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Enlarge this image. Dancer, approx. 618–700. China Tang dynasty (618–906). Painted earthenware. Courtesy of the Asian Art Museum, The Avery Brundage Collection, B60P305.
Men and women of the Tang dynasty (618–906) of China were very interested in all things foreign. They often dressed in foreign fashions, and welcomed foreign dance and music at their parties and court entertainments. The single female figure has her hair tied in two large loops. Her upper garment has elaborate winged shoulders and a raised collar leading to a V-shaped front. Her shoes have elaborate, up-turned toes. Her elongated sleeves are representative of the court fashions at that time. This woman is performing what appears to be a sedate dance; however, written descriptions indicate that many such performances were anything but sedate. Fashion changed remarkably quickly during the first century of the Tang dynasty. Notice her large, puffy shoes. The slender, elaborately coiffured woman depicted here would have looked out of place among the plump women of style of the 700s.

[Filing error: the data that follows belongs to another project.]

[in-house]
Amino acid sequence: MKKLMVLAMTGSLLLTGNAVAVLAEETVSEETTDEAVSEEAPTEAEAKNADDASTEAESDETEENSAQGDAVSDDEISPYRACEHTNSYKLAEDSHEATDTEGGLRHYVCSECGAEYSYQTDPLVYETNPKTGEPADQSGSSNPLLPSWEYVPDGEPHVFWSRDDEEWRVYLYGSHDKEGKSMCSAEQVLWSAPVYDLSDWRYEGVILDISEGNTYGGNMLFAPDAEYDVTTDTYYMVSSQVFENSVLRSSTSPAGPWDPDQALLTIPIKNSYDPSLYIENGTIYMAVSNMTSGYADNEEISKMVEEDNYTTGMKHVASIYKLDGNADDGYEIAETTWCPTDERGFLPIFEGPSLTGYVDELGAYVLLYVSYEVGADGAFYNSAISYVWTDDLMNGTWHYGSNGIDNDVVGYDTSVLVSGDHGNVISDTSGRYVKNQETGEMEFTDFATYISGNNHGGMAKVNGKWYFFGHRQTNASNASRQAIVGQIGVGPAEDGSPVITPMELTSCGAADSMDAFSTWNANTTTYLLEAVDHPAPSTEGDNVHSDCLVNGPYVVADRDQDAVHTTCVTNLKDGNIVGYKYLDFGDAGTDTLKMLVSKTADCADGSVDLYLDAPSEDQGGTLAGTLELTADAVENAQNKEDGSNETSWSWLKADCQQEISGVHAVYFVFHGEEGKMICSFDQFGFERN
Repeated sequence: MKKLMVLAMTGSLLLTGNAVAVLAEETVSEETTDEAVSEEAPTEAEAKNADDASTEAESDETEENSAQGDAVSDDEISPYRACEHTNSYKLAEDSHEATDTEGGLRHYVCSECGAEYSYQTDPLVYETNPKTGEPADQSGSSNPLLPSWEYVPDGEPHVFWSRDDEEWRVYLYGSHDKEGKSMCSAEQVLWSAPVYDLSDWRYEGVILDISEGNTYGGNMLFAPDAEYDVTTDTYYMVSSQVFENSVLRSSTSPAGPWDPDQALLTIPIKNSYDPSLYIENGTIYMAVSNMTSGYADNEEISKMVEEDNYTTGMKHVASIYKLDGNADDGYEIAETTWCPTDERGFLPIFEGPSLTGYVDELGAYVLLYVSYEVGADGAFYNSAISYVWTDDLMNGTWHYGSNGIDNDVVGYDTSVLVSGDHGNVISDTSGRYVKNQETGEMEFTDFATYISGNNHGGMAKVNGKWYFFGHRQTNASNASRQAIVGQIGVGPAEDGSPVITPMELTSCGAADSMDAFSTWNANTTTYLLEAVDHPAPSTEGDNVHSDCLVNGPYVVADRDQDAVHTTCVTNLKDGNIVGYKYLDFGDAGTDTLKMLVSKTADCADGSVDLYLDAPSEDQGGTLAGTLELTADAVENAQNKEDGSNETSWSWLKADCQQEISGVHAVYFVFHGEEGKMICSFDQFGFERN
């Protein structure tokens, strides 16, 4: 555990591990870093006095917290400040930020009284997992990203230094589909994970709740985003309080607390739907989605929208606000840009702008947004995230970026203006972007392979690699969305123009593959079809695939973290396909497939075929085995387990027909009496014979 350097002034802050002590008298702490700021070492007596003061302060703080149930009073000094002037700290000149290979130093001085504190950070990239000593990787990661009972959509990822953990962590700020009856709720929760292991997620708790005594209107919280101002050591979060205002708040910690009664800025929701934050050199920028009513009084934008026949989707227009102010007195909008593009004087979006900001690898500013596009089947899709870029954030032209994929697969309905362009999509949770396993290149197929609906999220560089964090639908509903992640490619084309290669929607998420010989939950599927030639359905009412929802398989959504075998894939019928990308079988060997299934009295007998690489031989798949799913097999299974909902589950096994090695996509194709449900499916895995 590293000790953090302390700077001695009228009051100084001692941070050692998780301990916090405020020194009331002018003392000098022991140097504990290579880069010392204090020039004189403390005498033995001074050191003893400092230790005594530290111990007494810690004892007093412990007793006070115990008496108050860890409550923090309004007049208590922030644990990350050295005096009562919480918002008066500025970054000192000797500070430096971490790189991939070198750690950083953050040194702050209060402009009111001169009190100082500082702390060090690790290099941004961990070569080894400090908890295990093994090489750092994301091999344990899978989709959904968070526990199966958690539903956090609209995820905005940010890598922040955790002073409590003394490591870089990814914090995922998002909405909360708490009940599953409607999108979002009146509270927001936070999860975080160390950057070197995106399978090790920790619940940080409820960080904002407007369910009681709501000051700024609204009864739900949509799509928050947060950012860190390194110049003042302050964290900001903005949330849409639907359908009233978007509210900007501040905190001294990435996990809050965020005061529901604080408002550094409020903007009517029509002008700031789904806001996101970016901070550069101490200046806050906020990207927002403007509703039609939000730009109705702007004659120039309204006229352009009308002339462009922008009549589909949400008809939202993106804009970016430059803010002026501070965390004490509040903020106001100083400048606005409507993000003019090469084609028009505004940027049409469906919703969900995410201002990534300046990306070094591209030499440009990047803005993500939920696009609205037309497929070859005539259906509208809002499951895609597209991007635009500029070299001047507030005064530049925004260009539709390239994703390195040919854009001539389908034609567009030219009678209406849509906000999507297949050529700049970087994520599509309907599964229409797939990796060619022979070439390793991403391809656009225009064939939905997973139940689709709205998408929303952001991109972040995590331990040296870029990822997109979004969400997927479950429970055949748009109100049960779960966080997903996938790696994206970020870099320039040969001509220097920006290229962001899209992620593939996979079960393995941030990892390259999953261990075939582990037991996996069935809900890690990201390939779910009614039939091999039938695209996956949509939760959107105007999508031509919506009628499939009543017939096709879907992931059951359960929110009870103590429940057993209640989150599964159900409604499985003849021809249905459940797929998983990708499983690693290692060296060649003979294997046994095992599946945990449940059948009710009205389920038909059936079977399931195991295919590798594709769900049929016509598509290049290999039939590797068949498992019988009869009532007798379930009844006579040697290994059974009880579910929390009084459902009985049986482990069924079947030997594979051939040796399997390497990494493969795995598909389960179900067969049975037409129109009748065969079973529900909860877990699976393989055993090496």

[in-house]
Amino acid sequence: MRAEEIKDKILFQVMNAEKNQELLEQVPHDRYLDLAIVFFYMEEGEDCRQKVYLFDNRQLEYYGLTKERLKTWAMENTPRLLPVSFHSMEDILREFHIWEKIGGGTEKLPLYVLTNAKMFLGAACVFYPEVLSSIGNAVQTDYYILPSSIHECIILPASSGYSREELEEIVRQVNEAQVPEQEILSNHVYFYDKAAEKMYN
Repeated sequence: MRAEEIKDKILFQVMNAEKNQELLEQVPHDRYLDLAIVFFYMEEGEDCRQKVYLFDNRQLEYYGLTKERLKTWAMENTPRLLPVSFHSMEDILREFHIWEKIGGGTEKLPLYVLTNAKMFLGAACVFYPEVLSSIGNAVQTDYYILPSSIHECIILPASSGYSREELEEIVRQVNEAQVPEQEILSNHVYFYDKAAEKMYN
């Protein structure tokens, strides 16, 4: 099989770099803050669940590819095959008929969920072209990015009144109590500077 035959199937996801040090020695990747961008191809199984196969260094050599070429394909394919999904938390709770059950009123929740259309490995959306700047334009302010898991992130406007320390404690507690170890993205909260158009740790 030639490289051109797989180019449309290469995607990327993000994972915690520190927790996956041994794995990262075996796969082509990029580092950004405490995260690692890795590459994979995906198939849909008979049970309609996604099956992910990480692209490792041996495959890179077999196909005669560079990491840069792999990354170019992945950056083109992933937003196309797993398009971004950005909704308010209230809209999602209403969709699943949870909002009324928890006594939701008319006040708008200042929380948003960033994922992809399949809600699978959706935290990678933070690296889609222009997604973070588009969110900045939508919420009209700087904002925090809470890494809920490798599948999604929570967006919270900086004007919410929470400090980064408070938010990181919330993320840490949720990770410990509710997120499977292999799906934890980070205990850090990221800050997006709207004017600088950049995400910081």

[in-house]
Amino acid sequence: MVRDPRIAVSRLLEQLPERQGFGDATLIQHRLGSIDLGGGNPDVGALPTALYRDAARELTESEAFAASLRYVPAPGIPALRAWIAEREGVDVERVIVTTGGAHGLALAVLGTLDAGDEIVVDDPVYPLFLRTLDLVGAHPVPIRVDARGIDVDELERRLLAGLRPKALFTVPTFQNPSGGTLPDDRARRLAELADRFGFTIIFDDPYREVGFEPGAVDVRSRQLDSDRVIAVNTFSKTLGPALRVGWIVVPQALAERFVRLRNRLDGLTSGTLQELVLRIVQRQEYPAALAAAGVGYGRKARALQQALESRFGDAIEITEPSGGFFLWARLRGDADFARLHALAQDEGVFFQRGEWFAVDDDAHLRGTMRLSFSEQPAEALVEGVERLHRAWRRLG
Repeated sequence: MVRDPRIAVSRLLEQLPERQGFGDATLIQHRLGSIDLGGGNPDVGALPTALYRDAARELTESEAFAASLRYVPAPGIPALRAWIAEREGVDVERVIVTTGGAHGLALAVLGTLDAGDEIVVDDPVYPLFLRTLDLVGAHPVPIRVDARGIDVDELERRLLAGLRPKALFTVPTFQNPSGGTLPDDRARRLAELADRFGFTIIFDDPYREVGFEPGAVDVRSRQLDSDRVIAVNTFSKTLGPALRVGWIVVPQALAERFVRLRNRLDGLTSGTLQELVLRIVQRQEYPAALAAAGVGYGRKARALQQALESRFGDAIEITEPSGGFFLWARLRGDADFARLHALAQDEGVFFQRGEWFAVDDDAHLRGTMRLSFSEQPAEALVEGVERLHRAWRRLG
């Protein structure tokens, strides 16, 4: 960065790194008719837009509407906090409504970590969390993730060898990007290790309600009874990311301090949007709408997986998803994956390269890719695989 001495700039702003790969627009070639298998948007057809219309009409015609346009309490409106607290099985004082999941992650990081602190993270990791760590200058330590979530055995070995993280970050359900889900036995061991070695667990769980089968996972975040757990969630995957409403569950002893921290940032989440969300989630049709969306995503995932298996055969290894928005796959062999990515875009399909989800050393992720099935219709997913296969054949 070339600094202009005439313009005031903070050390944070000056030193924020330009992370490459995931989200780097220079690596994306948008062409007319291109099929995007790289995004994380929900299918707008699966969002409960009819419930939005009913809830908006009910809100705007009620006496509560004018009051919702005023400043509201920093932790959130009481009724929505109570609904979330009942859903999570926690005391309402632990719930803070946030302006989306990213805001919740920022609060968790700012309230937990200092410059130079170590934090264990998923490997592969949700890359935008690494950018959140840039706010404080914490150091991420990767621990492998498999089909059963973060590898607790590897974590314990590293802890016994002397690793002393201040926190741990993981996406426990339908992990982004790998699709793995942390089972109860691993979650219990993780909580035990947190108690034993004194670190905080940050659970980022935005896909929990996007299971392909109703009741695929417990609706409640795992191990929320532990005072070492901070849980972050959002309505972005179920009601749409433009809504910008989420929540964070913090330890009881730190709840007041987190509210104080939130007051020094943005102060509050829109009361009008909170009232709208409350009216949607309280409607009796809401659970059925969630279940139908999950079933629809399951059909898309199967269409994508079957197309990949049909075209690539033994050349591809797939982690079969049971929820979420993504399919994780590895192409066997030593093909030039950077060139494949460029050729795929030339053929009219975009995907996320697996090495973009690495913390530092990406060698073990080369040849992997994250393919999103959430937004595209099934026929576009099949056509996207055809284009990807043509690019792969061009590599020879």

How was this object made?

This figure is decorated with colored pigments applied after firing. Since the paint colors did not have to withstand firing, a wider assortment of colors could be used. However these colors are not bound to the ceramic, and are therefore susceptible to flaking. The three-colored glaze technique (sancai) did not lend itself to creating skin tone colors, and the maker of these figures may have preferred the wider palette of colors offered by painting directly on the low-fired earthenware.

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